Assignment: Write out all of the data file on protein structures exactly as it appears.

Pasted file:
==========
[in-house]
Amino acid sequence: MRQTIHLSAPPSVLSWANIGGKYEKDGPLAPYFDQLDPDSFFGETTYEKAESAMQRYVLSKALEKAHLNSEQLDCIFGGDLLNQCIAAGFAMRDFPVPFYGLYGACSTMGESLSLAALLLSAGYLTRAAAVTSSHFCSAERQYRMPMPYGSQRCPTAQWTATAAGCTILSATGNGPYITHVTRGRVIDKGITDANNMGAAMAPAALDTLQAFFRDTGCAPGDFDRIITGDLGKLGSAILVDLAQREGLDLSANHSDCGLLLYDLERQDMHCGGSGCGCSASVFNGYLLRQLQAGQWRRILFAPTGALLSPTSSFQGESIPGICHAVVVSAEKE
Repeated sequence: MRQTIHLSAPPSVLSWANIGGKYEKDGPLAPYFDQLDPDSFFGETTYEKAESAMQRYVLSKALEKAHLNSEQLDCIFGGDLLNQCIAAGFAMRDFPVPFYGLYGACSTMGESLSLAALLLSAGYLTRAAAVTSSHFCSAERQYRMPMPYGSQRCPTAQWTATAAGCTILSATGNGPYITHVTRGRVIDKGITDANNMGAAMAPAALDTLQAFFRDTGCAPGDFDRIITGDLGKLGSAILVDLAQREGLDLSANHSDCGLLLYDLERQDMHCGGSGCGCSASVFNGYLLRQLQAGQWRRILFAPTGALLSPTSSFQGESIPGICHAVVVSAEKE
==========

[in-house]
Amino acid sequence: MRQTIHLSAPPSVLSWANIGGKYEKDGPLAPYFDQLDPDSFFGETTYEKAESAMQRYVLSKALEKAHLNSEQLDCIFGGDLLNQCIAAGFAMRDFPVPFYGLYGACSTMGESLSLAALLLSAGYLTRAAAVTSSHFCSAERQYRMPMPYGSQRCPTAQWTATAAGCTILSATGNGPYITHVTRGRVIDKGITDANNMGAAMAPAALDTLQAFFRDTGCAPGDFDRIITGDLGKLGSAILVDLAQREGLDLSANHSDCGLLLYDLERQDMHCGGSGCGCSASVFNGYLLRQLQAGQWRRILFAPTGALLSPTSSFQGESIPGICHAVVVSAEKE
Repeated sequence: MRQTIHLSAPPSVLSWANIGGKYEKDGPLAPYFDQLDPDSFFGETTYEKAESAMQRYVLSKALEKAHLNSEQLDCIFGGDLLNQCIAAGFAMRDFPVPFYGLYGACSTMGESLSLAALLLSAGYLTRAAAVTSSHFCSAERQYRMPMPYGSQRCPTAQWTATAAGCTILSATGNGPYITHVTRGRVIDKGITDANNMGAAMAPAALDTLQAFFRDTGCAPGDFDRIITGDLGKLGSAILVDLAQREGLDLSANHSDCGLLLYDLERQDMHCGGSGCGCSASVFNGYLLRQLQAGQWRRILFAPTGALLSPTSSFQGESIPGICHAVVVSAEKE